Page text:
As secretary of State, Clinton would be in a position to put her ideas into action.

From bellicose to 'brilliant'

As they competed for the Democratic nomination, Clinton portrayed Obama as naive in his approach to rogue leaders around the world.

Obama, meanwhile, questioned her judgment in voting to authorize the Iraq war and cast her as unnecessarily bellicose toward Iran. He and his top aides — including Susan Rice, set to be named United Nations ambassador — mocked the idea that Clinton's work as first lady amounted to substantive experience.

Now, associates of both describe their differences on foreign policy as overblown in the heat of battle. They say Clinton's public campaigning for Obama during the general election and their private conversations in the four weeks since he won have helped mend fences and begin a budding partnership. Obama strategist David Axelrod now calls Clinton "able, tough, brilliant."

Even so, no appointment Obama has considered has generated as much chatter as the choice of the New York senator.

Some leaders of anti-war groups are dismayed that Obama, whose national ambitions were launched by his opposition to the invasion of Iraq, would give such a key role to someone who supported it.

"One of the ways in which he separated himself from Hillary Clinton during the primary season was to remind people that early on he was opposed to the war in Iraq, was opposed to her position, which was always quite supportive of war," says Leslie Cagan, national coordinator of United for Peace and Justice, a coalition of anti-war groups.

She calls the prospective nomination of Clinton "quite disappointing" but says the "real question" will be the policies Obama himself sets.

Then there are the potential complications of choosing the spouse of a former president who continues to pursue his own initiatives on AIDS and other issues around the world. Will foreign leaders assume Bill Clinton speaks for the White House? And what happens if he disagrees with a step the president and secretary of State decide to take?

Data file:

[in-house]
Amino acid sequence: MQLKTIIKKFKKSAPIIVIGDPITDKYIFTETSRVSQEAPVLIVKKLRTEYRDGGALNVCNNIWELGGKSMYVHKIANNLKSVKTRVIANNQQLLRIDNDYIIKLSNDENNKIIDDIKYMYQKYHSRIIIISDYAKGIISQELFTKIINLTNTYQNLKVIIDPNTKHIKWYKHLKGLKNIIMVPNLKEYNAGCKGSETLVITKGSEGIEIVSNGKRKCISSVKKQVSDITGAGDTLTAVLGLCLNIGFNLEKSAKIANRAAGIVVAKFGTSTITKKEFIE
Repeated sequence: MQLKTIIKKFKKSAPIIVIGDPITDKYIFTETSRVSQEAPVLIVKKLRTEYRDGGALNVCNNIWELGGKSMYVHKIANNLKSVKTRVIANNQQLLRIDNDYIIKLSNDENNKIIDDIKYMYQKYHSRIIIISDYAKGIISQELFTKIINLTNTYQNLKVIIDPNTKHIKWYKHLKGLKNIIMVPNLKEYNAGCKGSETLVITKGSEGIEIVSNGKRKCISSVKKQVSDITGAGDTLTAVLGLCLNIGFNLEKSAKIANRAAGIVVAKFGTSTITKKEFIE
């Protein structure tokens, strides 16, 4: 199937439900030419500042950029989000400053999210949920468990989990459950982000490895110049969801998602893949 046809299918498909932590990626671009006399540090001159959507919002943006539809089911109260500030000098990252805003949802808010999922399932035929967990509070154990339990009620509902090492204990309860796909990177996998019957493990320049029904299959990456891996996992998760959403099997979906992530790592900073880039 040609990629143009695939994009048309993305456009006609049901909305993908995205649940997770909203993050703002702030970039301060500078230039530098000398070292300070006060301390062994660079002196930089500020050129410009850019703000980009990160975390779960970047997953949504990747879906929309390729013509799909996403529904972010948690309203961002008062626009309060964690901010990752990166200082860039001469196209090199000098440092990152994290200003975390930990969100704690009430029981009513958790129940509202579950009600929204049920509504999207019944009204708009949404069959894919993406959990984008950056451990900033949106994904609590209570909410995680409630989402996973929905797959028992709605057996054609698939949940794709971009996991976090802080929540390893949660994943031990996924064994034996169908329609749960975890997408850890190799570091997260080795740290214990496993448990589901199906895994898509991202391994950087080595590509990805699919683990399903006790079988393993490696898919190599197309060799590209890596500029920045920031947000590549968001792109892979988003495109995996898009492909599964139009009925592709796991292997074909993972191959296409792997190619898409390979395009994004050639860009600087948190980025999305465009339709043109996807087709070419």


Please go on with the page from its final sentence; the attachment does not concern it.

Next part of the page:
The former president has agreed to take steps to minimize conflicts or the appearance of them, including submitting future speaking engagements and business dealings to the State Department or White House for approval. Under the arrangement, first reported by The New York Times Sunday, Clinton will release the names of more than 200,000 donors to his foundation.

The former president could prove to be an asset for the new administration. In an interview in October with Joe Klein of Time magazine, Obama said he had talked with Bill Clinton about the possibility of serving as a special envoy to ease tensions between India and Pakistan — a task that takes on special importance now.

Bill Clinton has been "foursquare" in favor of his wife's appointment, says Strobe Talbott, a former deputy secretary of State who has been a friend since they were Rhodes Scholars together. "I know his initial reaction to the idea was, 'She'd be great; (Obama's) smart to offer it.' …

"She obviously had to make some pretty basic decisions" whether to accept the job, Talbott says. "It's a major career change."

She has made those before.

Clinton was a Little Rock lawyer and activist on children's issues when her husband was governor of Arkansas. After he was elected president in 1992, she headed the task force charged with his signature domestic initiative, on health care.

The proposal she helped draft failed spectacularly, never coming to a vote on Capitol Hill and contributing to devastating Democratic setbacks in the congressional elections in 1994. Hillary Clinton, a political lightning rod in the United States, became increasingly engaged in global travels and programs.

"She was very interested in a combination of things that led her to get more active on foreign issues," recalls Madeleine Albright, who was U.N. ambassador in President Clinton's first term and secretary of State in his second. She and Hillary Clinton regularly met for lunch in Albright's private dining room at the State Department.